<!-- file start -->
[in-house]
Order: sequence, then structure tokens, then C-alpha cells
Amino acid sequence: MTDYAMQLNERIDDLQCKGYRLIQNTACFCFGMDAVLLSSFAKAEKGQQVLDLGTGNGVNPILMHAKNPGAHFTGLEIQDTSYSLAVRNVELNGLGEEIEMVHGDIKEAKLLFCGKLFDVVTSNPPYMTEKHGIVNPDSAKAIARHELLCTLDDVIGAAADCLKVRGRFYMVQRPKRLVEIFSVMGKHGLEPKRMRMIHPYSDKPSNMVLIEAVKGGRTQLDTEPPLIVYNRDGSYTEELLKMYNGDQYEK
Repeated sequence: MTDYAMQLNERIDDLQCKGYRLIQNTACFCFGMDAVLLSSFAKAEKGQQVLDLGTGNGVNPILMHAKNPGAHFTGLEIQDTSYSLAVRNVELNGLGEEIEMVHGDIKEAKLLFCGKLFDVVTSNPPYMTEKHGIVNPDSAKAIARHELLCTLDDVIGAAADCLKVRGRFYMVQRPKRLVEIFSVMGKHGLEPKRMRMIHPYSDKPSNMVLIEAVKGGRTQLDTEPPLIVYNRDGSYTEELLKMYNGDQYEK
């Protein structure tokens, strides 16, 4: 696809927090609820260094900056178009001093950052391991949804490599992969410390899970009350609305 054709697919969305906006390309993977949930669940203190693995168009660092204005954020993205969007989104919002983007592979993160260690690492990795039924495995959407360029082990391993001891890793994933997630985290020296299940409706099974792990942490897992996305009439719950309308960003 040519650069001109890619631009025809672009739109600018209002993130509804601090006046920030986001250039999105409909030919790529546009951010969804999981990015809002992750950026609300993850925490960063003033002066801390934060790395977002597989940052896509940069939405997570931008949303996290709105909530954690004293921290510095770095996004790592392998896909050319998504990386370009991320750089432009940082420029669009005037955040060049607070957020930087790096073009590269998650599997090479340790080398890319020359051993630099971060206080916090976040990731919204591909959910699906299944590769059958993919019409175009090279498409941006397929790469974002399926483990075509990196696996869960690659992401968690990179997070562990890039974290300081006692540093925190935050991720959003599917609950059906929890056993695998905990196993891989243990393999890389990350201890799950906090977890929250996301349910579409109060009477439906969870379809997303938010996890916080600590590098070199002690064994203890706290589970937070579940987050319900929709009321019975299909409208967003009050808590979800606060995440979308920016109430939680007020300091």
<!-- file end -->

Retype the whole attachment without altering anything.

[in-house]
Order: sequence, then structure tokens, then C-alpha cells
Amino acid sequence: MTDYAMQLNERIDDLQCKGYRLIQNTACFCFGMDAVLLSSFAKAEKGQQVLDLGTGNGVNPILMHAKNPGAHFTGLEIQDTSYSLAVRNVELNGLGEEIEMVHGDIKEAKLLFCGKLFDVVTSNPPYMTEKHGIVNPDSAKAIARHELLCTLDDVIGAAADCLKVRGRFYMVQRPKRLVEIFSVMGKHGLEPKRMRMIHPYSDKPSNMVLIEAVKGGRTQLDTEPPLIVYNRDGSYTEELLKMYNGDQYEK
Repeated sequence: MTDYAMQLNERIDDLQCKGYRLIQNTACFCFGMDAVLLSSFAKAEKGQQVLDLGTGNGVNPILMHAKNPGAHFTGLEIQDTSYSLAVRNVELNGLGEEIEMVHGDIKEAKLLFCGKLFDVVTSNPPYMTEKHGIVNPDSAKAIARHELLCTLDDVIGAAADCLKVRGRFYMVQRPKRLVEIFSVMGKHGLEPKRMRMIHPYSDKPSNMVLIEAVKGGRTQLDTEPPLIVYNRDGSYTEELLKMYNGDQYEK
């Protein structure tokens, strides 16, 4: 696809927090609820260094900056178009001093950052391991949804490599992969410390899970009350609305 054709697919969305906006390309993977949930669940203190693995168009660092204005954020993205969007989104919002983007592979993160260690690492990795039924495995959407360029082990391993001891890793994933997630985290020296299940409706099974792990942490897992996305009439719950309308960003 040519650069001109890619631009025809672009739109600018209002993130509804601090006046920030986001250039999105409909030919790529546009951010969804999981990015809002992750950026609300993850925490960063003033002066801390934060790395977002597989940052896509940069939405997570931008949303996290709105909530954690004293921290510095770095996004790592392998896909050319998504990386370009991320750089432009940082420029669009005037955040060049607070957020930087790096073009590269998650599997090479340790080398890319020359051993630099971060206080916090976040990731919204591909959910699906299944590769059958993919019409175009090279498409941006397929790469974002399926483990075509990196696996869960690659992401968690990179997070562990890039974290300081006692540093925190935050991720959003599917609950059906929890056993695998905990196993891989243990393999890389990350201890799950906090977890929250996301349910579409109060009477439906969870379809997303938010996890916080600590590098070199002690064994203890706290589970937070579940987050319900929709009321019975299909409208967003009050808590979800606060995440979308920016109430939680007020300091």